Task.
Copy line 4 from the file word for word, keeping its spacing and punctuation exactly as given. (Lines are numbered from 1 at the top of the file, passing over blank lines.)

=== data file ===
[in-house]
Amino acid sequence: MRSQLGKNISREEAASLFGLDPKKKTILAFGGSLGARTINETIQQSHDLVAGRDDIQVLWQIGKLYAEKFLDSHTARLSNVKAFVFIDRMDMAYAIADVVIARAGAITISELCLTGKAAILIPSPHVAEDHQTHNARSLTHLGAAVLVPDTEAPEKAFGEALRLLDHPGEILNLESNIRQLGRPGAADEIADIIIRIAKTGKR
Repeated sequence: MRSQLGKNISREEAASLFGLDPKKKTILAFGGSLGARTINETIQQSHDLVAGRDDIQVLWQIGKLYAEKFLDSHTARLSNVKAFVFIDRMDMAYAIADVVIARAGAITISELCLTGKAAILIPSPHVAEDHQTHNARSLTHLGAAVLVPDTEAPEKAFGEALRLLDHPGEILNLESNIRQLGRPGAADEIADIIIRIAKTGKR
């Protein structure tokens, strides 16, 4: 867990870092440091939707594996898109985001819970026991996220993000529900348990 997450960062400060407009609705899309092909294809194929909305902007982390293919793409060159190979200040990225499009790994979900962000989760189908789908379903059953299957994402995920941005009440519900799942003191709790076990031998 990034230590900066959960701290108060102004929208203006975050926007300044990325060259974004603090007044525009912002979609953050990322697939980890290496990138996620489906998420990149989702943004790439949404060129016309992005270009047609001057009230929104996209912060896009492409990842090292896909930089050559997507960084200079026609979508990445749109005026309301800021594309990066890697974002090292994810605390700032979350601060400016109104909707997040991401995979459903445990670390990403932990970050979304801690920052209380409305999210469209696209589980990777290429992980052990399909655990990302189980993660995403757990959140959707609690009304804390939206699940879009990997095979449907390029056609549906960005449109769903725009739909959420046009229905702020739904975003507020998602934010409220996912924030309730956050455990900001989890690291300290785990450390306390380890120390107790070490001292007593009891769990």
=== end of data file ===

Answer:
């Protein structure tokens, strides 16, 4: 867990870092440091939707594996898109985001819970026991996220993000529900348990 997450960062400060407009609705899309092909294809194929909305902007982390293919793409060159190979200040990225499009790994979900962000989760189908789908379903059953299957994402995920941005009440519900799942003191709790076990031998 990034230590900066959960701290108060102004929208203006975050926007300044990325060259974004603090007044525009912002979609953050990322697939980890290496990138996620489906998420990149989702943004790439949404060129016309992005270009047609001057009230929104996209912060896009492409990842090292896909930089050559997507960084200079026609979508990445749109005026309301800021594309990066890697974002090292994810605390700032979350601060400016109104909707997040991401995979459903445990670390990403932990970050979304801690920052209380409305999210469209696209589980990777290429992980052990399909655990990302189980993660995403757990959140959707609690009304804390939206699940879009990997095979449907390029056609549906960005449109769903725009739909959420046009229905702020739904975003507020998602934010409220996912924030309730956050455990900001989890690291300290785990450390306390380890120390107790070490001292007593009891769990």